Berkeley CSUA MOTD:Entry 52552
Berkeley CSUA MOTD
2018/01/22 [General] UID:1000 Activity:popular

2009/2/10-13 [Computer/SW/Security, Computer/SW/Unix] UID:52552 Activity:nil
2/10    I have an sh file that does a mount.. the mount does an
        authentication. I previosly stored the username and password
        from zenity prompts. However, I can't get a return on the password
        field. The following only works on the username:
        mount -t davfs "" /mountdir << EOF
        It gets stuck at the password. Any thoughts? thanks
        \_ Expect?
          \_ the username gets passed and a carriage return then a prompt
                for the password is there but the ${password} doesnt get
                put in nor carriage return. so script is stuck
                \_ /usr/bin/expect
                  \_ can't use expect. this is an automated installer on other
                    persons machines. I would have to apt-get expect
                    No way to do it just with EOFs?
                    \_ would "for i in 1; do echo $username; sleep 1; \
                              echo $password"; done | mount -t ..." work?
                       It really depends on how the password is being read.
                        \_ that didnt work... same behavior
                    \_ No, this is one reason tools like Expect were invented.
                       See, e.g.,
                        \_ thanks.. i guess i have no choice :) excellent!
                           \_ Well, that's not to say you couldn't make a very
                              stripped down version of an expect-like tool
                              that does what you want, and ship that. Maybe
                              someone else has already done it.
                                \_ or use Perl Expect or Python Expect.
ERROR, url_link recursive (eces.Colorado.EDU/secure/mindterm2) 2018/01/22 [General] UID:1000 Activity:popular

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2011/10/26-12/6 [Computer/SW/Unix] UID:54202 Activity:nil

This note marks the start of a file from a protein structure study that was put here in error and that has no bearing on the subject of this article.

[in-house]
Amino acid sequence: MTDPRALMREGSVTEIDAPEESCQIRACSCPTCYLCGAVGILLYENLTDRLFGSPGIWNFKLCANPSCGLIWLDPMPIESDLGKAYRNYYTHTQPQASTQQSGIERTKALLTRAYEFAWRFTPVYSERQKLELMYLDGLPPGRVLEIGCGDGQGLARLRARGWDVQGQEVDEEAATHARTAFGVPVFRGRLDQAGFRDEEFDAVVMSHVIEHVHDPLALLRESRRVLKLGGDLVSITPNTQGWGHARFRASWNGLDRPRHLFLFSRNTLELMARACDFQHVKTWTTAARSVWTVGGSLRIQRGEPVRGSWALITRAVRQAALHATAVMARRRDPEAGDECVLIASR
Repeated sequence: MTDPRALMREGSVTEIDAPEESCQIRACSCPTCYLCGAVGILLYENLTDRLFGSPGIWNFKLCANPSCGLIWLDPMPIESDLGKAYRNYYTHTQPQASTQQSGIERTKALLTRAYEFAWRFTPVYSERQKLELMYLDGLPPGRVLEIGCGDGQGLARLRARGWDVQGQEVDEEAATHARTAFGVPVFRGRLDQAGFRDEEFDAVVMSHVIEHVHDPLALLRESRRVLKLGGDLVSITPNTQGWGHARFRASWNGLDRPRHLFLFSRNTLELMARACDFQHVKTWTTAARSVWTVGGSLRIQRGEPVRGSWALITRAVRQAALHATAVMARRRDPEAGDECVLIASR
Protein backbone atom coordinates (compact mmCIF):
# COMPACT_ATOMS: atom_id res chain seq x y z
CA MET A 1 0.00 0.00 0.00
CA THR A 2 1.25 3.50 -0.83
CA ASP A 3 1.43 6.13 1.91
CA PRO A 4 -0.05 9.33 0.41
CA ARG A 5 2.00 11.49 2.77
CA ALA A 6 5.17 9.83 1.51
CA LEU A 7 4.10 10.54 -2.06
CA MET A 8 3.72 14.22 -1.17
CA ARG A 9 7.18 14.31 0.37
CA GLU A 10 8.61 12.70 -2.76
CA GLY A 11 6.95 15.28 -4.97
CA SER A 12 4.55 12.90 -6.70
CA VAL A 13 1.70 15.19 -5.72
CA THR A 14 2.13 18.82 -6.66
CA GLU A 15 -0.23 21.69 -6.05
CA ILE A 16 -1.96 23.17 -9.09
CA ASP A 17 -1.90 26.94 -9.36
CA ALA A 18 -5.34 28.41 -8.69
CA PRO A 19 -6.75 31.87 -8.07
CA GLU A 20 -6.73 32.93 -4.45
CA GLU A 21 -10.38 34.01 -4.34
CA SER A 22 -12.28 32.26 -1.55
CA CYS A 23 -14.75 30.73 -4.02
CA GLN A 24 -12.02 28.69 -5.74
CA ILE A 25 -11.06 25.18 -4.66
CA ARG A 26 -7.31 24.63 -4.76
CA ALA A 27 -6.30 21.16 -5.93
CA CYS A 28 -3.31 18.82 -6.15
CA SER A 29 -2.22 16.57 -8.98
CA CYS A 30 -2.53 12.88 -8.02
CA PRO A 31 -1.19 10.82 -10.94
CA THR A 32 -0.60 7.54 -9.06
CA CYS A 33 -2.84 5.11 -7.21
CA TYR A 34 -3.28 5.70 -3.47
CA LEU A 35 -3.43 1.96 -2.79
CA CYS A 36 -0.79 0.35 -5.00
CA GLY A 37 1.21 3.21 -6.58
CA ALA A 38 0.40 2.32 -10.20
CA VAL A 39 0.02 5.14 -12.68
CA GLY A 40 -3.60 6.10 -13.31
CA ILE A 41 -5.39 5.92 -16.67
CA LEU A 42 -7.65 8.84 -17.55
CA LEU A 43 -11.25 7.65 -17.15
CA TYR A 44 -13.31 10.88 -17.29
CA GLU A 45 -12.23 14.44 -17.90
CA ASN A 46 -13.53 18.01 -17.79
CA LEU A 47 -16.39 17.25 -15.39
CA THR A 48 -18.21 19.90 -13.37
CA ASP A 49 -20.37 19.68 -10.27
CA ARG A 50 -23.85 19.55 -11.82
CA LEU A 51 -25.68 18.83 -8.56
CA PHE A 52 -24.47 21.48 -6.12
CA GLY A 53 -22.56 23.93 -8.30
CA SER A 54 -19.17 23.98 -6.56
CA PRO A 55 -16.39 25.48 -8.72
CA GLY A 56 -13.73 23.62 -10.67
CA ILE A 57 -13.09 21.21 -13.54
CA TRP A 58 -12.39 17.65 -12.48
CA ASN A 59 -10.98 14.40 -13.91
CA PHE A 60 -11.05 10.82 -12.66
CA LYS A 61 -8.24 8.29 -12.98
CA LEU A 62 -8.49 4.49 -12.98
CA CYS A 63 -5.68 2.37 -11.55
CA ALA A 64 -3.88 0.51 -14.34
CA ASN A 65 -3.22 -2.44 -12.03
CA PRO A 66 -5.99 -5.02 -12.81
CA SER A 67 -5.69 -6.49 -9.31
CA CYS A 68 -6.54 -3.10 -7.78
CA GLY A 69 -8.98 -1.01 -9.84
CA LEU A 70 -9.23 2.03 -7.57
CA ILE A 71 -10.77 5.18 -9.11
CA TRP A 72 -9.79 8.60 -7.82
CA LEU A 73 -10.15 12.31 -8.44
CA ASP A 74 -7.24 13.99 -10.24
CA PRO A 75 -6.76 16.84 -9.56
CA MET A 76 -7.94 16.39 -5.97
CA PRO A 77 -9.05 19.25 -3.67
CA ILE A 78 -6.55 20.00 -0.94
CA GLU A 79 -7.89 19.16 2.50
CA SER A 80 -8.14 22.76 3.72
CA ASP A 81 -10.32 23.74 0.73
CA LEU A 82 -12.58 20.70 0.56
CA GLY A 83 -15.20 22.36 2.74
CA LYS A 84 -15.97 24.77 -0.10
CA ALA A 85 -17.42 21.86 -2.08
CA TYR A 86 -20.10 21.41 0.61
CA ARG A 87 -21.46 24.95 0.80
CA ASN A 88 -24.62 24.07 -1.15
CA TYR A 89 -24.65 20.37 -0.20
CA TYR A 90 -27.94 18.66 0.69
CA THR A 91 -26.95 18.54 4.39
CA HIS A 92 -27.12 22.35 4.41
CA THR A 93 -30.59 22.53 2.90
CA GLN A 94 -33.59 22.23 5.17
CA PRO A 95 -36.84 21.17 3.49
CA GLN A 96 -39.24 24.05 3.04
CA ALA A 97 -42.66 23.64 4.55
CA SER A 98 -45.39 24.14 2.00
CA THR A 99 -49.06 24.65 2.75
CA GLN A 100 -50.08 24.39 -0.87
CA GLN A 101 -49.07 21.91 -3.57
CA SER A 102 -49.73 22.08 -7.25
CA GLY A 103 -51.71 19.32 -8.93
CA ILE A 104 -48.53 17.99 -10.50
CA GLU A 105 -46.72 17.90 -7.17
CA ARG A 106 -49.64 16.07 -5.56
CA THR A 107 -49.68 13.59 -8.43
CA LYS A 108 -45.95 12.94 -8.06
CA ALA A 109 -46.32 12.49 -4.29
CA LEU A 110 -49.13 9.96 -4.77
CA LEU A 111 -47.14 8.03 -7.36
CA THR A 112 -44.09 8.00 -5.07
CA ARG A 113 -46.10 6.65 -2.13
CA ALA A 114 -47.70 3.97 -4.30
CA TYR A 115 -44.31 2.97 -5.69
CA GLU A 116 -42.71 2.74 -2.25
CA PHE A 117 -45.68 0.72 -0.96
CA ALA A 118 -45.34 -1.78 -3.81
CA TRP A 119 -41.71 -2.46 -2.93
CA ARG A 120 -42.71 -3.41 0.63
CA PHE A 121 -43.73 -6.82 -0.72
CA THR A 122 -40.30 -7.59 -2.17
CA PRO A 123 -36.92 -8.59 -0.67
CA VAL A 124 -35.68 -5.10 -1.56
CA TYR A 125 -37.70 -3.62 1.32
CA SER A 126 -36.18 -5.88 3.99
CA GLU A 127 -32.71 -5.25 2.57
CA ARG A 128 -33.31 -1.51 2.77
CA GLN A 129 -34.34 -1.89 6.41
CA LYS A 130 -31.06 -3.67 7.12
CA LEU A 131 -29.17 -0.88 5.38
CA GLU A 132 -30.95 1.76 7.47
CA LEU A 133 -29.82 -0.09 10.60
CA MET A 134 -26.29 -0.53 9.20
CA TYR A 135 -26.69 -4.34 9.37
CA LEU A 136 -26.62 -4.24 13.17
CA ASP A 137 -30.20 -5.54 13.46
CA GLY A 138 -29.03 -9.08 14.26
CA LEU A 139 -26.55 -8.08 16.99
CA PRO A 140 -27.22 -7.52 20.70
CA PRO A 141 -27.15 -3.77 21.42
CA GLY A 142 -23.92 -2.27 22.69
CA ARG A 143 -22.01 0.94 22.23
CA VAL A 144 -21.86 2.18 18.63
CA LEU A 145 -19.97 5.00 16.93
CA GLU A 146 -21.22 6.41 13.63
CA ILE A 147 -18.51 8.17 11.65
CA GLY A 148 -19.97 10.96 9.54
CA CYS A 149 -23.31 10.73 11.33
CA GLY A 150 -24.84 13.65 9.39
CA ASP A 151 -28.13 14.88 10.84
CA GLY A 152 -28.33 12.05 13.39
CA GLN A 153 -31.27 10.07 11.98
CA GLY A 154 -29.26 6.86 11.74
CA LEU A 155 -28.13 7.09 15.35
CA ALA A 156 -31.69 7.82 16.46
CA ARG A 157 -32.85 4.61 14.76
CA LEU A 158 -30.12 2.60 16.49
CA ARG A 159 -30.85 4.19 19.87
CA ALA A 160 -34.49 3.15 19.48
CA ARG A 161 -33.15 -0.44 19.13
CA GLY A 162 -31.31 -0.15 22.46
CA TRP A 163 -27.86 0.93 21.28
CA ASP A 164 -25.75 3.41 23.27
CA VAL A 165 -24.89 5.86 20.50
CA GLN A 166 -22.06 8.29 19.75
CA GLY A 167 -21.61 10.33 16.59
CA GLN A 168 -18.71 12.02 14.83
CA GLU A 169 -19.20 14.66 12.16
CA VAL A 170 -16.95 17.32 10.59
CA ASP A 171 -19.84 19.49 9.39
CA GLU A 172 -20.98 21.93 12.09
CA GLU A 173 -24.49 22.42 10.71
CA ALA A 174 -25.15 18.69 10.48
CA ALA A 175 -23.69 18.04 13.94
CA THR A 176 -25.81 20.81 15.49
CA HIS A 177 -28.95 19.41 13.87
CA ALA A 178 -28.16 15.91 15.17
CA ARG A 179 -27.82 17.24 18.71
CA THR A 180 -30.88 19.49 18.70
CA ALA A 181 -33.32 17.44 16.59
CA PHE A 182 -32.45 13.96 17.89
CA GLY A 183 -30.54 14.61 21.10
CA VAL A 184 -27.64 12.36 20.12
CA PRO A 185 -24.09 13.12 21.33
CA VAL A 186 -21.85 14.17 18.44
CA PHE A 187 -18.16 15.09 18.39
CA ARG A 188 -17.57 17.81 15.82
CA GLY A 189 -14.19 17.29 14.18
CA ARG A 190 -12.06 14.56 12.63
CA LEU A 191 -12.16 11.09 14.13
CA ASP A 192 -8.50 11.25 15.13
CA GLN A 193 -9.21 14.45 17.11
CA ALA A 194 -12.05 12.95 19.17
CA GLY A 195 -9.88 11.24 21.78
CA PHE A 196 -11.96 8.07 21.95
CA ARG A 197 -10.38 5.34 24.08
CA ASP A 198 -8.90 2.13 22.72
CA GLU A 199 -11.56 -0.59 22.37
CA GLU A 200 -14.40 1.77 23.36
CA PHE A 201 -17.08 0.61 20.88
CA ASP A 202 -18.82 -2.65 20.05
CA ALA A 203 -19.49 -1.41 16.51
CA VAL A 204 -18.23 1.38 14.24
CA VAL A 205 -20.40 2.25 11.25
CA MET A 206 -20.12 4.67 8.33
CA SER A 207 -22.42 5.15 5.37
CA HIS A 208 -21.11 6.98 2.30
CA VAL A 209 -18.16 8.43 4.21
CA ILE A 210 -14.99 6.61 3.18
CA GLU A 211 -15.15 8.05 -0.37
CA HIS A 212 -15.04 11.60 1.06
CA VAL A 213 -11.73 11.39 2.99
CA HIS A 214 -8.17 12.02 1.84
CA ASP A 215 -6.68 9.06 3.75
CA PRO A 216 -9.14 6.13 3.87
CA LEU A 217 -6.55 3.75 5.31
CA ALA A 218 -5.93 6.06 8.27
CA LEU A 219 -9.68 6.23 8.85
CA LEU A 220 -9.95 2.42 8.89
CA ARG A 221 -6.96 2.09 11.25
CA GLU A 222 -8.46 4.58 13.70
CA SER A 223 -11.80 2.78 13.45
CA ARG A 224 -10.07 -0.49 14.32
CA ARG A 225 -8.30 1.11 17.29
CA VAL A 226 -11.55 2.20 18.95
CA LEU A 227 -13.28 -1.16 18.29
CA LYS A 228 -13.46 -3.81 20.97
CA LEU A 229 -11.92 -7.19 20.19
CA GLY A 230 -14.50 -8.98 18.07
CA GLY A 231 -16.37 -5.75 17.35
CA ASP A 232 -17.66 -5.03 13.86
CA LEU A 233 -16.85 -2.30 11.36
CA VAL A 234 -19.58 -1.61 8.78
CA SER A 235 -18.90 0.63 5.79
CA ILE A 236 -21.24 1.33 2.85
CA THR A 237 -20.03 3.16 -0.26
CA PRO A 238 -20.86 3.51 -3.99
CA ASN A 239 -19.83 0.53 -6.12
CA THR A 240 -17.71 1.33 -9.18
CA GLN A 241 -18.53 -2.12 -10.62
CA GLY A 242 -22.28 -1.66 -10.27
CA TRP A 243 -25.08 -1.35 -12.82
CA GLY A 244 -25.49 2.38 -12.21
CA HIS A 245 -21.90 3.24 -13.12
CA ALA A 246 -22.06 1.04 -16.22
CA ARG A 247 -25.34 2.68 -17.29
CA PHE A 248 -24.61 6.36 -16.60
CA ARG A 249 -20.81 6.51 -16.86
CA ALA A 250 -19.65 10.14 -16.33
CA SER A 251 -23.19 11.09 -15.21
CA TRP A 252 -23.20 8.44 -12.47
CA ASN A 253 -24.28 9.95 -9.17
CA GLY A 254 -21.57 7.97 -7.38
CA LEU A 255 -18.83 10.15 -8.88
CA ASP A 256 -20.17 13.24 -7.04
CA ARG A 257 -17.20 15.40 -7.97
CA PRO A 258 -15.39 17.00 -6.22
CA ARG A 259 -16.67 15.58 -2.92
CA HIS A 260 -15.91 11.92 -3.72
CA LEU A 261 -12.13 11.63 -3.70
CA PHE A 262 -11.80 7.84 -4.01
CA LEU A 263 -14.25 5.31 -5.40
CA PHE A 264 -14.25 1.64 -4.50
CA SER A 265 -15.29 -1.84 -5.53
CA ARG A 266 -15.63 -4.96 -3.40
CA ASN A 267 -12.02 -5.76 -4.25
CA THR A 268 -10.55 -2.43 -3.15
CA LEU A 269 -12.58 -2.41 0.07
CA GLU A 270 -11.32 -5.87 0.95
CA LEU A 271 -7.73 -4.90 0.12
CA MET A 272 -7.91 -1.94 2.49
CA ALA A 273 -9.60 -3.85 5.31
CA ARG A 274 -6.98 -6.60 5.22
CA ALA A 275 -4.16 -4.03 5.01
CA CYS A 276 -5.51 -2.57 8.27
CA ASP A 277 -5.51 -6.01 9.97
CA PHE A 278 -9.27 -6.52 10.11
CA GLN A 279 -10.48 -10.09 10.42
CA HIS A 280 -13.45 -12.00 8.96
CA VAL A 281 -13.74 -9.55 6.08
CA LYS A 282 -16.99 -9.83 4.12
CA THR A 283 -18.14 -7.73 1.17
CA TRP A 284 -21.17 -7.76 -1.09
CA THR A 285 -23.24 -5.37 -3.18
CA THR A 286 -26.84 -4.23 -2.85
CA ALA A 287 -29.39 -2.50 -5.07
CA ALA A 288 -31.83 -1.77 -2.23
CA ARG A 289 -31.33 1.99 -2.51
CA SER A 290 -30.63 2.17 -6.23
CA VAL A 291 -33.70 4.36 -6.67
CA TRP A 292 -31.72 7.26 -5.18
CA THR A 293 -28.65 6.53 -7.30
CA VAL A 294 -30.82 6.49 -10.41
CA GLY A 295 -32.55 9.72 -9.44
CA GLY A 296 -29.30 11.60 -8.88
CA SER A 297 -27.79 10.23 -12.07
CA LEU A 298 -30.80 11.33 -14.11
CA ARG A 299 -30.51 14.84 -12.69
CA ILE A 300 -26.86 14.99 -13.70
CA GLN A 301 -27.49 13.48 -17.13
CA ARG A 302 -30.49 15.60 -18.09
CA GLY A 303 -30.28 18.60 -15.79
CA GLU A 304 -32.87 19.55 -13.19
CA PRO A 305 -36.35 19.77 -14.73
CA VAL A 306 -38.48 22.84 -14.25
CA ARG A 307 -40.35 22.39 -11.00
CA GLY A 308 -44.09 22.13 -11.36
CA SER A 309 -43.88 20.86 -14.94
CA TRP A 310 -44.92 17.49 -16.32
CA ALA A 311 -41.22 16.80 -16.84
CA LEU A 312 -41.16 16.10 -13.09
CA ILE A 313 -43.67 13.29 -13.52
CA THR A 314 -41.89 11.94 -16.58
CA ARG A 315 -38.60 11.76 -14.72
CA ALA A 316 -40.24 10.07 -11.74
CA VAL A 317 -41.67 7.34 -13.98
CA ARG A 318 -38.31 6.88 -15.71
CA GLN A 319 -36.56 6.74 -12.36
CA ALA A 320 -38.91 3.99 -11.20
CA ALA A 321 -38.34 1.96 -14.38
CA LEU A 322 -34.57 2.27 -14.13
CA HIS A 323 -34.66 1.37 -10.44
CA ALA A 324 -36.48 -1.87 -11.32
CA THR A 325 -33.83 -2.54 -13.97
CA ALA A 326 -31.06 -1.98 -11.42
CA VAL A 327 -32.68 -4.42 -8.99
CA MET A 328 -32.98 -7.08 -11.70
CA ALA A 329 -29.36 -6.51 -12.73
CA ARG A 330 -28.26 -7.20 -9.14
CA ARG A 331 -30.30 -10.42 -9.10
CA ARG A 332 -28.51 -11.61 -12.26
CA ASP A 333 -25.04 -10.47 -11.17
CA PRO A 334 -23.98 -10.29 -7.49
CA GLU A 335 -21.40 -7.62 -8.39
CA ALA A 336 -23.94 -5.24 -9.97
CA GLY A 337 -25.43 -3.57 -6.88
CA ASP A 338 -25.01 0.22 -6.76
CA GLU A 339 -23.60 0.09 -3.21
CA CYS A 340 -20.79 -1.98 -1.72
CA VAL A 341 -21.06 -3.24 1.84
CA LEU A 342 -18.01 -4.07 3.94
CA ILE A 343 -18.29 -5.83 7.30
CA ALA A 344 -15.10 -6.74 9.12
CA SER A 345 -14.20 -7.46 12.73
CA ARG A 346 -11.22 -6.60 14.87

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pexpect current Description of Pexpect Pexpect is a pure Python expect-like module. Pexpect makes Python a better tool for controlling other applications. Pexpect is a pure Python module for spawning child applications; Pexpect allows your script to spawn a child application and control it as if a human were typing commands. Pexpect can be used for automating interactive applications such as ssh, ftp, passwd, telnet, etc. It can be used to a automate setup scripts for duplicating software package installations on different servers. Pexpect is in the spirit of Don Libes' Expect, but Pexpect is pure Python. Unlike other Expect-like modules for Python, Pexpect does not require TCL or Expect nor does it require C extensions to be compiled. It should work on any platform that supports the standard Python pty module. License MIT style -- Free, open source, and all that good stuff. Permission is hereby granted, free of charge, to any person obtaining a copy of this software and associated documentation files (the "Software"), to deal in the Software without restriction, including without limitation the rights to use, copy, modify, merge, publish, distribute, sublicense, and/or sell copies of the Software, and to permit persons to whom the Software is furnished to do so, subject to the following conditions: The above copyright notice and this permission notice shall be included in all copies or substantial portions of the Software. THE SOFTWARE IS PROVIDED "AS IS", WITHOUT WARRANTY OF ANY KIND, EXPRESS OR IMPLIED, INCLUDING BUT NOT LIMITED TO THE WARRANTIES OF MERCHANTABILITY, FITNESS FOR A PARTICULAR PURPOSE AND NONINFRINGEMENT. IN NO EVENT SHALL THE AUTHORS OR COPYRIGHT HOLDERS BE LIABLE FOR ANY CLAIM, DAMAGES OR OTHER LIABILITY, WHETHER IN AN ACTION OF CONTRACT, TORT OR OTHERWISE, ARISING FROM, OUT OF OR IN CONNECTION WITH THE SOFTWARE OR THE USE OR OTHER DEALINGS IN THE SOFTWARE. pexpect current The Pexpect tarball is a standard Python Distutil distribution. Running the following commands should get you a working Pexpect module. Note that you have to have root access to install a site package. Requirements for use of Pexpect Python Pexpect was written and tested with Python 25 It should work on earlier versions that have the pty module. The pty module is part of the Standard Python Library, so if you are running on a POSIX system you should have it. I have taken effort to try to smooth the wrinkles out of the different platforms. Pexpect does not currently work on the standard Windows Python (see the pty requirement); It is possible to build something like a pty for Windows, but it would have to use a different technique that I am still investigating. I know it's possible because Libes' Expect was ported to Windows. If you have any ideas or skills to contribute in this area then I would really appreciate some tips on how to approach this problem. SVN trunk Note that all PyUnit tests are under the tests/ directory. py Examples Under the distribution tarball directory you should find an "examples" directory. It calculates some simple statistical information on the number of external inet connections. This can be used to detect if one IP address is taking up an excessive number of connections. It can also send an email alert if a given IP address exceeds a threshold between runs of the script. This script can be used as a drop-in Munin plugin or it can be used stand-alone from cron. I used this on a busy web server that would sometimes get hit with denial of service attacks. This made it easy to see if a script was opening many multiple connections. A typical browser would open fewer than 10 connections at once. py This script creates SSH connections to a list of hosts that you provide. Each shell command that you enter is sent to all the hosts. For example, you could connect to a dozen different machines and reboot them all at once. py This implements a command similar to the classic BSD "script" command. This will start a subshell and log all input and output to a file. py This is for cleaning up binary files improperly added to CVS. checks with CVS to see if the sticky options are set to -kb; finally if sticky options are not -kb then uses 'cvs admin' to set the -kb option. and then gives the user interactive control over the session. 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Overview Pexpect can be used for automating interactive applications such as ssh, ftp, mencoder, passwd, etc. Here is an example of Pexpect in action: # This connects to the openbsd ftp site and # downloads the recursive directory listing. sendline ('bye') Obviously you could write an ftp client using Python's own ftplib module, but this is just a demonstration. This is especially handy if you are writing automated test tools. There are two important methods in Pexpect -- expect() and send() (or sendline() which is like send() with a linefeed). The expect() method waits for the child application to return a given strong. The string you specify is a regular expression, so you can match complicated patterns. The send() method writes a string to the child application. From the child's point of view it looks just like someone typed the text from a terminal. After each call to expect() the before and after properties will be set to the text printed by child application. The before property will contain all text up to the expected string pattern. The after string will contain the text that was matched by the expected pattern. An example of Pexpect in action may make things more clear. and then pass interactive control of the ftp session to the human user. Special EOF and TIMEOUT patterns There are two special patterns to match the End Of File or a Timeout condition. If the child has died and you have read all the child's output then ordinarily expect() will raise an EOF exception. In this case everything the child has output will be available in the before property. Lists if patterns The pattern given to expect() may be a regular expression or it may also be a list of regular expressions. The expect() method returns the index of the pattern that was matched. After entering a password you could get various responses from the server -- your password could be rejected; or you could be allowed in and asked for your terminal type; or you could be let right in and given a command prompt. sendline (my_secret_password) # We expect any of these three patterns... after If nothing matches an expected pattern then expect will eventually raise a TIMEOUT exception. The default time is 30 seconds, but you can change this by passing a timeout argument to expect(): # Wait no more than 2 minutes (120 seconds) for password prompt. expect('password:', timeout=120) Find the end of line -- CR/LF conventions Matching at the end of a line can be tricky. Pexpect matches regular expressions a little differently than what you might be used to. The $ matches the end of string, but Pexpect reads from the child one character at a time, so each character looks like the end of a line. Pexpect can't do a look-ahead into the child's output stream. In general you would have this situation when using regular expressions with a stream. Note, pexpect does have an internal buffer, so reads are faster t...